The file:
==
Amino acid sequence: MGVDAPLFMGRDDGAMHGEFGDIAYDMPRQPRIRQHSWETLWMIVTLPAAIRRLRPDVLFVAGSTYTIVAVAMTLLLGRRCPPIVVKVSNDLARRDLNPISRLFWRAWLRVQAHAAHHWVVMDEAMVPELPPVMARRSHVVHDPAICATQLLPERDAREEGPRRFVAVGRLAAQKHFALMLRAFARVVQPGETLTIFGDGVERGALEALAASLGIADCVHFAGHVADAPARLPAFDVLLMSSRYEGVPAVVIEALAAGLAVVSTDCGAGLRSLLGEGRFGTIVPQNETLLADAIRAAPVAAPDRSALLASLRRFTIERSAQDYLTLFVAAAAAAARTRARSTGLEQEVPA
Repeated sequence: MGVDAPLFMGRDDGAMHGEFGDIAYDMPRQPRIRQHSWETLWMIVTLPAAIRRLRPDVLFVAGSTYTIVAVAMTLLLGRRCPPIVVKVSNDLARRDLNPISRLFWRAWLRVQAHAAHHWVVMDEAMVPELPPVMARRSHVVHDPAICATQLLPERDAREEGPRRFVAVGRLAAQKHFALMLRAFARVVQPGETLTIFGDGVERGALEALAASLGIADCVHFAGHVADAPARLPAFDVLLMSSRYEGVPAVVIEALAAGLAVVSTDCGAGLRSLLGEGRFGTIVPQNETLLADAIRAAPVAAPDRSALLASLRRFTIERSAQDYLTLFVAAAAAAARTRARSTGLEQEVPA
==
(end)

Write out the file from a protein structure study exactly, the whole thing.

Amino acid sequence: MGVDAPLFMGRDDGAMHGEFGDIAYDMPRQPRIRQHSWETLWMIVTLPAAIRRLRPDVLFVAGSTYTIVAVAMTLLLGRRCPPIVVKVSNDLARRDLNPISRLFWRAWLRVQAHAAHHWVVMDEAMVPELPPVMARRSHVVHDPAICATQLLPERDAREEGPRRFVAVGRLAAQKHFALMLRAFARVVQPGETLTIFGDGVERGALEALAASLGIADCVHFAGHVADAPARLPAFDVLLMSSRYEGVPAVVIEALAAGLAVVSTDCGAGLRSLLGEGRFGTIVPQNETLLADAIRAAPVAAPDRSALLASLRRFTIERSAQDYLTLFVAAAAAAARTRARSTGLEQEVPA
Repeated sequence: MGVDAPLFMGRDDGAMHGEFGDIAYDMPRQPRIRQHSWETLWMIVTLPAAIRRLRPDVLFVAGSTYTIVAVAMTLLLGRRCPPIVVKVSNDLARRDLNPISRLFWRAWLRVQAHAAHHWVVMDEAMVPELPPVMARRSHVVHDPAICATQLLPERDAREEGPRRFVAVGRLAAQKHFALMLRAFARVVQPGETLTIFGDGVERGALEALAASLGIADCVHFAGHVADAPARLPAFDVLLMSSRYEGVPAVVIEALAAGLAVVSTDCGAGLRSLLGEGRFGTIVPQNETLLADAIRAAPVAAPDRSALLASLRRFTIERSAQDYLTLFVAAAAAAARTRARSTGLEQEVPA